Now it’s time for men to become familiar with what women seemingly have known for years—you have to keep your health in check on a regular basis to be your best at all times. “Men need to begin taking ownership in terms of their health,” explains Scott T. Williams, vice president of the Men’s Health Network. “We have to help break down the barriers and encourage them to talk about their health and take action.”
This is particularly important for men between the ages of 20 and 50. According to Williams, while young men tend to have various aspects of their health checked during school- or sports-related physical exams, their visits to the doctor drop off drastically after they graduate from college.
“What I’m worried about is the 20- or 30-year period that occurs before a man finally goes to the doctor in his 40s or 50s for a prostate check,” Williams says. “Men in the younger age range are falling under the radar.”
Anti-aging procedures and products are not just for women anymore, and the Harley Anti-Aging Institute offers these suggestions for helping you turn back the clock:
There’s a reason for this, though. “We have to think about how boys are raised,” says Jean Bonhomme, M.D., M.P.H., senior faculty advisor in the Grace Crum Rollins School of Public Health in the Department of Behavioral Sciences and Health Education at Emory University and founder of the National Black Men’s Health Network. “When a boy is 8 years old and he skins his knee, the first thing he’s told is, ‘Brave boys don’t cry.’ When he’s playing high school football and gets hurt, they say, ‘Take one for the team.’ So, by the time he’s 50 and having chest pains, he tells himself, ‘It’s just indigestion. Don’t pay it any mind and it’ll go away with time.’ That may work most of the time when you’re young, but in middle age, even minor symptoms can be harbingers of more serious problems to come.”
What’s more, Bonhomme continues, there’s a general lack of awareness regarding men’s health challenges. From the most major, commonly discussed, male-specific health issues to conditions not often associated with men, there’s a lot you need to know about your body. And you can put yourself on the right path today by educating yourself and taking responsibility for your wellness
The key to taking charge of your physical health is having an understanding of one thing—you are more than your prostate. While prostate problems are a major issue in regard to men’s health, it’s not the only one you need to concern yourself with. You have to take a more comprehensive approach to your physical well being, taking into account the wide variety of illnesses or complications you could face if you turn a blind eye to your healt
Take it to heart
As with women, the Centers for Disease Control and Prevention reports that heart disease is the No. 1 killer among men. When you think about it, when was the last time you had your blood pressure taken? Your cholesterol checked? Your sugar levels tested? Each of these factors plays a major role in your cardiovascular health.
“Know your numbers,” Williams recommends. “When you have a full annual physical, the doctor can tell you what your blood pressure, cholesterol and glucose numbers are. And if you start having them checked early, you can take it upon yourself to track your numbers over time.”
According to the American Heart Association, your target numbers for cardiovascular health should be:
- Blood pressure: less than 120/80 mmHg
- Total cholesterol: less than 200 mg/dL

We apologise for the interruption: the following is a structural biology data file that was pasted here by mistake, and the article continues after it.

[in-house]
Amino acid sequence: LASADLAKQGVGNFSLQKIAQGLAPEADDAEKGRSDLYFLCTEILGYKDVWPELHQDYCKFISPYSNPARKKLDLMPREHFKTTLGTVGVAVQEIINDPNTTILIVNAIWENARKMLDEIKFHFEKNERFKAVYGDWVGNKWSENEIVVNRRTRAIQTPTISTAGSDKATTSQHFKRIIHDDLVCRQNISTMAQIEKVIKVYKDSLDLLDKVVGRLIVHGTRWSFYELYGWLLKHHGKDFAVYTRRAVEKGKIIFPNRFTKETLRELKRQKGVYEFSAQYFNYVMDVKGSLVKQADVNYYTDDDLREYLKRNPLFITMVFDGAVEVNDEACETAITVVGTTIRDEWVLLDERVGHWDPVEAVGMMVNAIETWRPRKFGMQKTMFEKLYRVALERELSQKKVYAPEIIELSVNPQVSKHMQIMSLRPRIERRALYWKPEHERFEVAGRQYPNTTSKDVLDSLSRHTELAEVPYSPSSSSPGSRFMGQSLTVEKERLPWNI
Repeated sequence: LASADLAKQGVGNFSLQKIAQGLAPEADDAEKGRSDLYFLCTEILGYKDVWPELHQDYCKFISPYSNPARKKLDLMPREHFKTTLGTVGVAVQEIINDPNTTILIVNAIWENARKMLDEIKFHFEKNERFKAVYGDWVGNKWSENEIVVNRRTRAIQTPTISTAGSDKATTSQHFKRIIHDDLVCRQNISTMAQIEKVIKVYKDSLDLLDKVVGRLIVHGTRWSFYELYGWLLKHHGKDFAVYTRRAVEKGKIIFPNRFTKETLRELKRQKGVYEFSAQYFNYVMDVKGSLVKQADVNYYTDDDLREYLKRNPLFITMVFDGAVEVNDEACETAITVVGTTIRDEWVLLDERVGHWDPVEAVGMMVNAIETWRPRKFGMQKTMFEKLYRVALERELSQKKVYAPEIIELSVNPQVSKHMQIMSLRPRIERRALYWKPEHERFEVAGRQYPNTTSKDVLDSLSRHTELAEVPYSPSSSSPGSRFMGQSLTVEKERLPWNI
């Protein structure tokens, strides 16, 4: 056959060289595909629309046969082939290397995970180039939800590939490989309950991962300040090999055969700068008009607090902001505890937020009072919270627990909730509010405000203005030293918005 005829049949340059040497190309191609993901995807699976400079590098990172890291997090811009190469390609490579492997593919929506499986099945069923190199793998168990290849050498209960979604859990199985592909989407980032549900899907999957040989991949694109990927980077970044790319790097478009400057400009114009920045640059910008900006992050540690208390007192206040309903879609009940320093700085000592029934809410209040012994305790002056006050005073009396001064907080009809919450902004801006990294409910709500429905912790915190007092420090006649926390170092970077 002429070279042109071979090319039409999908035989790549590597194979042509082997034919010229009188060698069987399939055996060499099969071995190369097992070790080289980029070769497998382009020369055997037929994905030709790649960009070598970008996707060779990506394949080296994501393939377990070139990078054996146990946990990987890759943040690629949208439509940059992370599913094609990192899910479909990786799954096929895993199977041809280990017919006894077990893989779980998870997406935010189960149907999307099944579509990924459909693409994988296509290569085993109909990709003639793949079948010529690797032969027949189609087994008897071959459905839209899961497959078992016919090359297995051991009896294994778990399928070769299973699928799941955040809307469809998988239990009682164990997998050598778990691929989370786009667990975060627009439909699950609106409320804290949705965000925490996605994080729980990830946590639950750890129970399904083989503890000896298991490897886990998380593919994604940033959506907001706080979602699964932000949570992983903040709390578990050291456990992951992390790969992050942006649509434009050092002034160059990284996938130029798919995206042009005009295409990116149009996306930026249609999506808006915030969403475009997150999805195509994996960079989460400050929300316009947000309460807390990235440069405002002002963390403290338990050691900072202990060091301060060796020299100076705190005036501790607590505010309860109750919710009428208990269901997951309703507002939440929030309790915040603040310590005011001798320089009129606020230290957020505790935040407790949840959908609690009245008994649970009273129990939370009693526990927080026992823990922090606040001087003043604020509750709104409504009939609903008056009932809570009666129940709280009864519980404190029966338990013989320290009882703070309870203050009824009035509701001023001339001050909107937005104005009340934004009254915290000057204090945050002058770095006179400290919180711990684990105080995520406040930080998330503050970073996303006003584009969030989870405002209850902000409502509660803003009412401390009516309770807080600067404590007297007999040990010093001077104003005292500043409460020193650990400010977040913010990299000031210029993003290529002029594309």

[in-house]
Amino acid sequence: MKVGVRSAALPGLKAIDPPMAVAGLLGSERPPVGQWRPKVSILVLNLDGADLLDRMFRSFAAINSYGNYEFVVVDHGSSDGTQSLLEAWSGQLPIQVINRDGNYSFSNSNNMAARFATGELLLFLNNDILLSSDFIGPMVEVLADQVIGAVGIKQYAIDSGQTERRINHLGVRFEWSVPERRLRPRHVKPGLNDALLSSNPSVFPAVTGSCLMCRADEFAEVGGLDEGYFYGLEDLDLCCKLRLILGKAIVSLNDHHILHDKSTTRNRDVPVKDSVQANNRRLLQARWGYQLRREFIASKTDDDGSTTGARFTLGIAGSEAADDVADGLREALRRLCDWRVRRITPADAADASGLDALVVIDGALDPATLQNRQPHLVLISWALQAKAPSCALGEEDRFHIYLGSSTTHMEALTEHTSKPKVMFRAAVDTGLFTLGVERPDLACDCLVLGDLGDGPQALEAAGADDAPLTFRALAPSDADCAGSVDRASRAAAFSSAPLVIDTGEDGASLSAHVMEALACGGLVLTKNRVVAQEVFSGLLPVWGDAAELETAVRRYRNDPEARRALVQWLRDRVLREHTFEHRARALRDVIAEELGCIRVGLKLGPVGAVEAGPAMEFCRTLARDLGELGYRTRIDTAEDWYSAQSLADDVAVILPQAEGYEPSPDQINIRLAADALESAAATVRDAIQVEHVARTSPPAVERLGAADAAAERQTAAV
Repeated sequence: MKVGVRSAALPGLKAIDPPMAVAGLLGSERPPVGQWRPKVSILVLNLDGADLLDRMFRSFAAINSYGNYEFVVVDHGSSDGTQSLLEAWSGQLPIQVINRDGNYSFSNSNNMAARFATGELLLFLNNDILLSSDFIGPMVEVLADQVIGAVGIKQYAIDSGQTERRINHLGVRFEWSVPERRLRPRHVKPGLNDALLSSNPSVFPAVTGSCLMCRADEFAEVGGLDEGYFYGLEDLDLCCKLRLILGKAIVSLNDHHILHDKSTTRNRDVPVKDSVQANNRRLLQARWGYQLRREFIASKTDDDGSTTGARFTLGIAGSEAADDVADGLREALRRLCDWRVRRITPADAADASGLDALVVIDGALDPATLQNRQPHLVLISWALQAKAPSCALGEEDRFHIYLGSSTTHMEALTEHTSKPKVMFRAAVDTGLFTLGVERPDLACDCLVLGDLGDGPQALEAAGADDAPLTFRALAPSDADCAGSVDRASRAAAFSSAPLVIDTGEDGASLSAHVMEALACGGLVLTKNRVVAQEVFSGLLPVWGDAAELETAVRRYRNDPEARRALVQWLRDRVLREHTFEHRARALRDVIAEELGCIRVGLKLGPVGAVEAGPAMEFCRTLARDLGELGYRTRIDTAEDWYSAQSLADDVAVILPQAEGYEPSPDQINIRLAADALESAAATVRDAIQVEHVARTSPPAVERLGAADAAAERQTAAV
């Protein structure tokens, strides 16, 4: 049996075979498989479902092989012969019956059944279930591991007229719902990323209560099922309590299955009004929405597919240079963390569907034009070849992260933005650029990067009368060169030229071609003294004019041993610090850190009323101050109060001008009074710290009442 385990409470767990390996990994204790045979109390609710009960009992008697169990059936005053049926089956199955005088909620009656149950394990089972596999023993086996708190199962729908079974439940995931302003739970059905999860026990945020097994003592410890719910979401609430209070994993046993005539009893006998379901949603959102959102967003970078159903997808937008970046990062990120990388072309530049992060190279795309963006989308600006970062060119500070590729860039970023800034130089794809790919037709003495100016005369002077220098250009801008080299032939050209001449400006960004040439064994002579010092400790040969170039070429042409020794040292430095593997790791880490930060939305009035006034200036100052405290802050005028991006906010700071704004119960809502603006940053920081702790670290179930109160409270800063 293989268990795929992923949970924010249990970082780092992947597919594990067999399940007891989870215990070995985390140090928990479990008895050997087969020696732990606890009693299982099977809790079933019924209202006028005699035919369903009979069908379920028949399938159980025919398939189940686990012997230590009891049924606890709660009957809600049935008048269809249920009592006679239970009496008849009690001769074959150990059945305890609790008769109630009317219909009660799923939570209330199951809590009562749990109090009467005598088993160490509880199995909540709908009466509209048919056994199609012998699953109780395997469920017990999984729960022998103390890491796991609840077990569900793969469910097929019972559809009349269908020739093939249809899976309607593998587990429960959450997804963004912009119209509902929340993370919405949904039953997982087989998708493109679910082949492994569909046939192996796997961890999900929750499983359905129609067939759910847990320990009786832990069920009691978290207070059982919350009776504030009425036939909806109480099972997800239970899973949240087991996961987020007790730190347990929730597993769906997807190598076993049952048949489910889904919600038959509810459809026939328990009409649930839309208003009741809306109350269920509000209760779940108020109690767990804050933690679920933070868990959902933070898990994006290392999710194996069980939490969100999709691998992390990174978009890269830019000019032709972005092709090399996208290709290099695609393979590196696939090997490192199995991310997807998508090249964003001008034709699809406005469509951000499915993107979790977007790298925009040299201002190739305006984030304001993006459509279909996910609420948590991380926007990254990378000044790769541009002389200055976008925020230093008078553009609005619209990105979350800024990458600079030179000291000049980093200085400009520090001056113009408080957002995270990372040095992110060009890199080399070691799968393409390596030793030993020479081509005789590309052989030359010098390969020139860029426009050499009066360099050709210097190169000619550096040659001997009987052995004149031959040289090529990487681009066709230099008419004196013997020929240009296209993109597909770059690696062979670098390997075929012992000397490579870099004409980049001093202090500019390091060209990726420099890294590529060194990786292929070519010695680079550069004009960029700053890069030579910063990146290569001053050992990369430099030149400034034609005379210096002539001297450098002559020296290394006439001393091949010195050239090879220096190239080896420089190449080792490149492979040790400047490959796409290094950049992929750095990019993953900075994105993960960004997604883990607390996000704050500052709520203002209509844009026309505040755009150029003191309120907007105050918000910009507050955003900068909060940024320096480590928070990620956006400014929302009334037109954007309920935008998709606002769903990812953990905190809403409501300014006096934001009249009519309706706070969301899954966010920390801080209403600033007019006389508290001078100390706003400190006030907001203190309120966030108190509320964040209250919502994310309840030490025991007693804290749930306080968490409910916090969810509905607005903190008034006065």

- LDL (“bad”) cholesterol: less than 130 mg/dL (if you are at intermediate risk for heart disease)
- HDL (“good”) cholesterol: 40 mg/dL or higher
- Triglycerides: less than 150 mg/dL
- Fasting glucose: less than 100 mg/dL
“The diseases we’re seeing today, like heart disease, are often the end product of a decades-long process leading to that disease,” Bonhomme observes. “When a man is wheeled into the emergency room with a heart attack at age 50, he may have had high cholesterol or high blood pressure since his teens. He may have had multiple risk factors and they weren’t diagnosed.”
Let’s talk about sex
According to Bonhomme, sexual dysfunction is often what finally convinces a man to visit the doctor. And while many men can thank Viagra for saving their sexual performance, they sometimes can also thank it for saving their lives.
“Sexual issues have actually been a portal to men’s health—an opportunity to open the door for a full checkup and possibly address or diagnose other issues,” Williams states. Bonhomme agrees, adding, “Many times, when a man goes to the doctor to discuss sexual dysfunction, such as having trouble getting or maintaining an erection, the doctor will be able to say, ‘That’s actually not your problem—you’re diabetic.’ Or you have hypertension or some other condition that’s causing the dysfunction.” Once that more basic health condition is identified, the proper treatment can be administered.
In some cases, the issue may be associated with low testosterone levels—a very common condition in aging men that can lead to low sex drive and erectile dysfunction, as well as a host of other symptoms like increased irritability, fatigue, reduced muscle mass and decreased bone density. “We used to think that it was just women who became hormonally deficient, but statistics have shown that 38 percent of men above the age of 40 have low testosterone,” Bonhomme says. Getting screened regularly for low testosterone, often referred to as “Low T,” can allow you to take action and consider starting hormone-replacement therapy. From injections or patches to a clear gel that you rub on your arm every morning, there are several options for treating the condition and helping you return to your former self.
A PSA about PSA
By the time you’re 50, you’ll certainly be thinking about paying a visit to your physician for a prostate check. However, if you’re like most men, you may not even know what the prostate is, what it does and why it needs to be checked. Arming yourself with this information will make the process of going to the doctor for a checkup much more comfortable.
According to Blueprint for Men’s Health: A Guide to a Healthy Lifestyle, an in-depth publication from the Men’s Health Network, the prostate is a part of the male sex organs, producing fluid that contributes to the production of sperm. The gland, which is the size of a walnut, surrounds the urethra and can succumb to one of three prostate diseases: prostatitis (an inflammation of the prostate), BPH (Benign Prostatic Hyperplasia, also known as prostate enlargement) or prostate cancer. Visit www.blueprintformenshealth.com to download the Blueprint for Men's Health publication and learn more about the symptoms associated with each disease.